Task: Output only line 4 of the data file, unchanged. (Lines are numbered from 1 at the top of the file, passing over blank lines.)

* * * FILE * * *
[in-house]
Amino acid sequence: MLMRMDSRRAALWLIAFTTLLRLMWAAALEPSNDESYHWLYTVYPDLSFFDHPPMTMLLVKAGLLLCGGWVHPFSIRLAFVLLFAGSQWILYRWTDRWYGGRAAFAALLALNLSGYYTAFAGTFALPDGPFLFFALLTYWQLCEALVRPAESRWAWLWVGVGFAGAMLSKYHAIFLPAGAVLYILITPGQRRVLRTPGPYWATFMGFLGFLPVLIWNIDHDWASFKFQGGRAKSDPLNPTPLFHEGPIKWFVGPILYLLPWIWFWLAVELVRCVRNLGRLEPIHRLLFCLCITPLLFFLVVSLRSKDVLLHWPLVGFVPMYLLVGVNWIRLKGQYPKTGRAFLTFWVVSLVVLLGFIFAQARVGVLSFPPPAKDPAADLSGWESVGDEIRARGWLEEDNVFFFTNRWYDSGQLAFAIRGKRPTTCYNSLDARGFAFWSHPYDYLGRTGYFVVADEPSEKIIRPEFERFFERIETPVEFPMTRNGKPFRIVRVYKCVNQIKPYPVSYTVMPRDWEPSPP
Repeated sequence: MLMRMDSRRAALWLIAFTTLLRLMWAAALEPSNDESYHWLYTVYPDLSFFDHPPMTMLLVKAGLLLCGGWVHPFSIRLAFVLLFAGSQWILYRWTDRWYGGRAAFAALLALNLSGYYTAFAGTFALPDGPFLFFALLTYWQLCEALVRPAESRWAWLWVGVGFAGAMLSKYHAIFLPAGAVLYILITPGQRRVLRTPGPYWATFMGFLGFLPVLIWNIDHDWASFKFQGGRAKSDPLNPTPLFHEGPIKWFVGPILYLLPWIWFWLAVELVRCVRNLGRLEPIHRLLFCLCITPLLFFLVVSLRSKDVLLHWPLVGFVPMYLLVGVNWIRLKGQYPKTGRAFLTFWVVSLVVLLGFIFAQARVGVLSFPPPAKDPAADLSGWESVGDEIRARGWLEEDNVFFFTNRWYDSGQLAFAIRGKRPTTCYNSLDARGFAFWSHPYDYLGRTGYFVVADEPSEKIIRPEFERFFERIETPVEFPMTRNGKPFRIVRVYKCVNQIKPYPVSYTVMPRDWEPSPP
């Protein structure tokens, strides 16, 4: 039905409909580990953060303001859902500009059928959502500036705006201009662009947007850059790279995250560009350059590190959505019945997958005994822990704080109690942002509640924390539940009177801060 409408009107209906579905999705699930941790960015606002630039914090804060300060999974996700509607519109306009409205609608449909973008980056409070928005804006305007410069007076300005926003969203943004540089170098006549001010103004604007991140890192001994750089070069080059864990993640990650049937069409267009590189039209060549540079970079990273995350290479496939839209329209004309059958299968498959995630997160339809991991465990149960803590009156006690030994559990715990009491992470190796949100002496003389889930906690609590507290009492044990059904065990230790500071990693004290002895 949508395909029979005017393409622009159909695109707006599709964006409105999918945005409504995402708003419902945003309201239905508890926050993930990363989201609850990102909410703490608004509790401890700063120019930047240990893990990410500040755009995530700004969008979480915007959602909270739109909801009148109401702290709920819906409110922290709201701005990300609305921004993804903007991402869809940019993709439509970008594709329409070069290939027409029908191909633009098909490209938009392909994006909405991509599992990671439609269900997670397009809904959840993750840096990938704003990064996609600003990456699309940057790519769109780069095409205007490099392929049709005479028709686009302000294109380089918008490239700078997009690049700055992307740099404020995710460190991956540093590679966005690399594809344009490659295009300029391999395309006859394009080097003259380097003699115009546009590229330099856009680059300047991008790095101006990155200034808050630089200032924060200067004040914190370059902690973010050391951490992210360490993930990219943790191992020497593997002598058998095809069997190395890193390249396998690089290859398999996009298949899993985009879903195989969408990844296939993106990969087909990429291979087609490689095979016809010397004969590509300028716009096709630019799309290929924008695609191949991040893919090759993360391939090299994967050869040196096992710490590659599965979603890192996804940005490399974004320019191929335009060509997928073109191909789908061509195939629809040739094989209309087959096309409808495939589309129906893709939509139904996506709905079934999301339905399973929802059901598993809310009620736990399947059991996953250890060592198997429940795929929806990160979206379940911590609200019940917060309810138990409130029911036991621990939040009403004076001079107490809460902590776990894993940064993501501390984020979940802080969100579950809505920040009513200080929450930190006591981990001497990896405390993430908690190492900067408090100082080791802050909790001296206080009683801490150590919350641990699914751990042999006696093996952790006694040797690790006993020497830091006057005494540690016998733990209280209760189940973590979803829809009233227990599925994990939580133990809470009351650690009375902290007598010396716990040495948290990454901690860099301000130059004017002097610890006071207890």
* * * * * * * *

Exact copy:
């Protein structure tokens, strides 16, 4: 039905409909580990953060303001859902500009059928959502500036705006201009662009947007850059790279995250560009350059590190959505019945997958005994822990704080109690942002509640924390539940009177801060 409408009107209906579905999705699930941790960015606002630039914090804060300060999974996700509607519109306009409205609608449909973008980056409070928005804006305007410069007076300005926003969203943004540089170098006549001010103004604007991140890192001994750089070069080059864990993640990650049937069409267009590189039209060549540079970079990273995350290479496939839209329209004309059958299968498959995630997160339809991991465990149960803590009156006690030994559990715990009491992470190796949100002496003389889930906690609590507290009492044990059904065990230790500071990693004290002895 949508395909029979005017393409622009159909695109707006599709964006409105999918945005409504995402708003419902945003309201239905508890926050993930990363989201609850990102909410703490608004509790401890700063120019930047240990893990990410500040755009995530700004969008979480915007959602909270739109909801009148109401702290709920819906409110922290709201701005990300609305921004993804903007991402869809940019993709439509970008594709329409070069290939027409029908191909633009098909490209938009392909994006909405991509599992990671439609269900997670397009809904959840993750840096990938704003990064996609600003990456699309940057790519769109780069095409205007490099392929049709005479028709686009302000294109380089918008490239700078997009690049700055992307740099404020995710460190991956540093590679966005690399594809344009490659295009300029391999395309006859394009080097003259380097003699115009546009590229330099856009680059300047991008790095101006990155200034808050630089200032924060200067004040914190370059902690973010050391951490992210360490993930990219943790191992020497593997002598058998095809069997190395890193390249396998690089290859398999996009298949899993985009879903195989969408990844296939993106990969087909990429291979087609490689095979016809010397004969590509300028716009096709630019799309290929924008695609191949991040893919090759993360391939090299994967050869040196096992710490590659599965979603890192996804940005490399974004320019191929335009060509997928073109191909789908061509195939629809040739094989209309087959096309409808495939589309129906893709939509139904996506709905079934999301339905399973929802059901598993809310009620736990399947059991996953250890060592198997429940795929929806990160979206379940911590609200019940917060309810138990409130029911036991621990939040009403004076001079107490809460902590776990894993940064993501501390984020979940802080969100579950809505920040009513200080929450930190006591981990001497990896405390993430908690190492900067408090100082080791802050909790001296206080009683801490150590919350641990699914751990042999006696093996952790006694040797690790006993020497830091006057005494540690016998733990209280209760189940973590979803829809009233227990599925994990939580133990809470009351650690009375902290007598010396716990040495948290990454901690860099301000130059004017002097610890006071207890």